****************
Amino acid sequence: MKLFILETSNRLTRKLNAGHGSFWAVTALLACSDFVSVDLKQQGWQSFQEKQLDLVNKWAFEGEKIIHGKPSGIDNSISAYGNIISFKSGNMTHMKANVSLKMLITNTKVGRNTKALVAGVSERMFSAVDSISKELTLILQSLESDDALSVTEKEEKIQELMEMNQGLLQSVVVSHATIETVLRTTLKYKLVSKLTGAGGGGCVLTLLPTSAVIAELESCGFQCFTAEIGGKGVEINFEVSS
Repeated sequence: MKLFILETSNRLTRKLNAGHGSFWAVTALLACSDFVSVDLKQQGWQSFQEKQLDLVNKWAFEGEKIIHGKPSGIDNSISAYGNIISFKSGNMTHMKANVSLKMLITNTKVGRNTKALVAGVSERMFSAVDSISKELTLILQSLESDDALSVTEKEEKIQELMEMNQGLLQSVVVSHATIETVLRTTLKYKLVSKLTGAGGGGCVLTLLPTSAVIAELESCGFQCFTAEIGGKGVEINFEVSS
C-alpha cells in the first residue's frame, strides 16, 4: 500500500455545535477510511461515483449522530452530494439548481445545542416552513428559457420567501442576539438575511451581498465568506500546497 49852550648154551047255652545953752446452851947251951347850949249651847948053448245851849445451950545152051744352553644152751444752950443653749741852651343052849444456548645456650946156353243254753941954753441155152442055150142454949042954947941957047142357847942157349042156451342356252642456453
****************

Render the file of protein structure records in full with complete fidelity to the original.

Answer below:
Amino acid sequence: MKLFILETSNRLTRKLNAGHGSFWAVTALLACSDFVSVDLKQQGWQSFQEKQLDLVNKWAFEGEKIIHGKPSGIDNSISAYGNIISFKSGNMTHMKANVSLKMLITNTKVGRNTKALVAGVSERMFSAVDSISKELTLILQSLESDDALSVTEKEEKIQELMEMNQGLLQSVVVSHATIETVLRTTLKYKLVSKLTGAGGGGCVLTLLPTSAVIAELESCGFQCFTAEIGGKGVEINFEVSS
Repeated sequence: MKLFILETSNRLTRKLNAGHGSFWAVTALLACSDFVSVDLKQQGWQSFQEKQLDLVNKWAFEGEKIIHGKPSGIDNSISAYGNIISFKSGNMTHMKANVSLKMLITNTKVGRNTKALVAGVSERMFSAVDSISKELTLILQSLESDDALSVTEKEEKIQELMEMNQGLLQSVVVSHATIETVLRTTLKYKLVSKLTGAGGGGCVLTLLPTSAVIAELESCGFQCFTAEIGGKGVEINFEVSS
C-alpha cells in the first residue's frame, strides 16, 4: 500500500455545535477510511461515483449522530452530494439548481445545542416552513428559457420567501442576539438575511451581498465568506500546497 49852550648154551047255652545953752446452851947251951347850949249651847948053448245851849445451950545152051744352553644152751444752950443653749741852651343052849444456548645456650946156353243254753941954753441155152442055150142454949042954947941957047142357847942157349042156451342356252642456453